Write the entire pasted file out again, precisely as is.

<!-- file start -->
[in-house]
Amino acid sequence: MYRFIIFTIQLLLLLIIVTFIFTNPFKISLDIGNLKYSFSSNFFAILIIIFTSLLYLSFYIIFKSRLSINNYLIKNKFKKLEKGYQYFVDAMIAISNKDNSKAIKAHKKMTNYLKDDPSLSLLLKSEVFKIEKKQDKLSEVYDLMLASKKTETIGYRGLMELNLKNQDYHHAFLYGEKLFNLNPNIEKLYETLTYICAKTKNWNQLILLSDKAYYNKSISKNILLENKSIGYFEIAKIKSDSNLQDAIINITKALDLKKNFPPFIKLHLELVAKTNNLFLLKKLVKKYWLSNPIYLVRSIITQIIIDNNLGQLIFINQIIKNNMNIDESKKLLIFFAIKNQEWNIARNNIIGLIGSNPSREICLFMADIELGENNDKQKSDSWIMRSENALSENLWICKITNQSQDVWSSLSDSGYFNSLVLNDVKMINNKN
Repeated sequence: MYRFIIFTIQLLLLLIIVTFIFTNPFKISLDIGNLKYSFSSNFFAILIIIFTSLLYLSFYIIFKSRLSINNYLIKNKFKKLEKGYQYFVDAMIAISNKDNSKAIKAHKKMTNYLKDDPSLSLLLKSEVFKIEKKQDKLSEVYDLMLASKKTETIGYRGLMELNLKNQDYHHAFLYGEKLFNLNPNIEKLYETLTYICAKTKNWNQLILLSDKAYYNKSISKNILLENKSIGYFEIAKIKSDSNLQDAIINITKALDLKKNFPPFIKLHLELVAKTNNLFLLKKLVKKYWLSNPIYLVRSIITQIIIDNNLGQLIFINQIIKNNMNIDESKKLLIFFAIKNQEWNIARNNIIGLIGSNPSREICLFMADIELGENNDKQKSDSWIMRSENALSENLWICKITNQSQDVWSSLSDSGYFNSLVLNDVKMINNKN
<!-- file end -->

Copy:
[in-house]
Amino acid sequence: MYRFIIFTIQLLLLLIIVTFIFTNPFKISLDIGNLKYSFSSNFFAILIIIFTSLLYLSFYIIFKSRLSINNYLIKNKFKKLEKGYQYFVDAMIAISNKDNSKAIKAHKKMTNYLKDDPSLSLLLKSEVFKIEKKQDKLSEVYDLMLASKKTETIGYRGLMELNLKNQDYHHAFLYGEKLFNLNPNIEKLYETLTYICAKTKNWNQLILLSDKAYYNKSISKNILLENKSIGYFEIAKIKSDSNLQDAIINITKALDLKKNFPPFIKLHLELVAKTNNLFLLKKLVKKYWLSNPIYLVRSIITQIIIDNNLGQLIFINQIIKNNMNIDESKKLLIFFAIKNQEWNIARNNIIGLIGSNPSREICLFMADIELGENNDKQKSDSWIMRSENALSENLWICKITNQSQDVWSSLSDSGYFNSLVLNDVKMINNKN
Repeated sequence: MYRFIIFTIQLLLLLIIVTFIFTNPFKISLDIGNLKYSFSSNFFAILIIIFTSLLYLSFYIIFKSRLSINNYLIKNKFKKLEKGYQYFVDAMIAISNKDNSKAIKAHKKMTNYLKDDPSLSLLLKSEVFKIEKKQDKLSEVYDLMLASKKTETIGYRGLMELNLKNQDYHHAFLYGEKLFNLNPNIEKLYETLTYICAKTKNWNQLILLSDKAYYNKSISKNILLENKSIGYFEIAKIKSDSNLQDAIINITKALDLKKNFPPFIKLHLELVAKTNNLFLLKKLVKKYWLSNPIYLVRSIITQIIIDNNLGQLIFINQIIKNNMNIDESKKLLIFFAIKNQEWNIARNNIIGLIGSNPSREICLFMADIELGENNDKQKSDSWIMRSENALSENLWICKITNQSQDVWSSLSDSGYFNSLVLNDVKMINNKN